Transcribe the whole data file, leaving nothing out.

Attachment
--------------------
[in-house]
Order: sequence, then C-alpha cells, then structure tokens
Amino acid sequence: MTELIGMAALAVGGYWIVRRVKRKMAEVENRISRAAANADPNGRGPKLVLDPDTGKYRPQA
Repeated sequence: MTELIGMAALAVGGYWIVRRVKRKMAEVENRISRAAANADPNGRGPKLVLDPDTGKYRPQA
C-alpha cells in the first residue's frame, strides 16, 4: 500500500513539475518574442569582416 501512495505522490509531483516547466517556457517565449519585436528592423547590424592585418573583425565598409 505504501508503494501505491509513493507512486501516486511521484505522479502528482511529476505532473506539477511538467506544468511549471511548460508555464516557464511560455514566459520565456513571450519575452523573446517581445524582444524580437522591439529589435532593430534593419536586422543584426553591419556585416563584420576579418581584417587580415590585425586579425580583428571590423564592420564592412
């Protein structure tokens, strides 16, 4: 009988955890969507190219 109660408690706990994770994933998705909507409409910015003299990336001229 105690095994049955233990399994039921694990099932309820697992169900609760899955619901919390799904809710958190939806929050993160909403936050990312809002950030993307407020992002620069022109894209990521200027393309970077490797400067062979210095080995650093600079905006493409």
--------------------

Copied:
[in-house]
Order: sequence, then C-alpha cells, then structure tokens
Amino acid sequence: MTELIGMAALAVGGYWIVRRVKRKMAEVENRISRAAANADPNGRGPKLVLDPDTGKYRPQA
Repeated sequence: MTELIGMAALAVGGYWIVRRVKRKMAEVENRISRAAANADPNGRGPKLVLDPDTGKYRPQA
C-alpha cells in the first residue's frame, strides 16, 4: 500500500513539475518574442569582416 501512495505522490509531483516547466517556457517565449519585436528592423547590424592585418573583425565598409 505504501508503494501505491509513493507512486501516486511521484505522479502528482511529476505532473506539477511538467506544468511549471511548460508555464516557464511560455514566459520565456513571450519575452523573446517581445524582444524580437522591439529589435532593430534593419536586422543584426553591419556585416563584420576579418581584417587580415590585425586579425580583428571590423564592420564592412
């Protein structure tokens, strides 16, 4: 009988955890969507190219 109660408690706990994770994933998705909507409409910015003299990336001229 105690095994049955233990399994039921694990099932309820697992169900609760899955619901919390799904809710958190939806929050993160909403936050990312809002950030993307407020992002620069022109894209990521200027393309970077490797400067062979210095080995650093600079905006493409």